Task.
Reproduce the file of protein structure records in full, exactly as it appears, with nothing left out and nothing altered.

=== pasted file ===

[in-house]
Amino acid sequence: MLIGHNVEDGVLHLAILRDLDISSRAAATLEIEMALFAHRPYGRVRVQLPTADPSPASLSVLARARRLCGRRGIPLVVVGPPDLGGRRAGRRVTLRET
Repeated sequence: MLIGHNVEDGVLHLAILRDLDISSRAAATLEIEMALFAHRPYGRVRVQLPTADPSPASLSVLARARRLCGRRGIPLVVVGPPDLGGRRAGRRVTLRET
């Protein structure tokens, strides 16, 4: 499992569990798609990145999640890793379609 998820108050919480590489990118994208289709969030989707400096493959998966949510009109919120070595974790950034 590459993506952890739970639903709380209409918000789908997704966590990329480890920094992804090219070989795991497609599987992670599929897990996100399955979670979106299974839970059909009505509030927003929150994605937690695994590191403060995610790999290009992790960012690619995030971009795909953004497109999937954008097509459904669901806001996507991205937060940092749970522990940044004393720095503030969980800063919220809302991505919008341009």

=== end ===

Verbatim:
[in-house]
Amino acid sequence: MLIGHNVEDGVLHLAILRDLDISSRAAATLEIEMALFAHRPYGRVRVQLPTADPSPASLSVLARARRLCGRRGIPLVVVGPPDLGGRRAGRRVTLRET
Repeated sequence: MLIGHNVEDGVLHLAILRDLDISSRAAATLEIEMALFAHRPYGRVRVQLPTADPSPASLSVLARARRLCGRRGIPLVVVGPPDLGGRRAGRRVTLRET
């Protein structure tokens, strides 16, 4: 499992569990798609990145999640890793379609 998820108050919480590489990118994208289709969030989707400096493959998966949510009109919120070595974790950034 590459993506952890739970639903709380209409918000789908997704966590990329480890920094992804090219070989795991497609599987992670599929897990996100399955979670979106299974839970059909009505509030927003929150994605937690695994590191403060995610790999290009992790960012690619995030971009795909953004497109999937954008097509459904669901806001996507991205937060940092749970522990940044004393720095503030969980800063919220809302991505919008341009």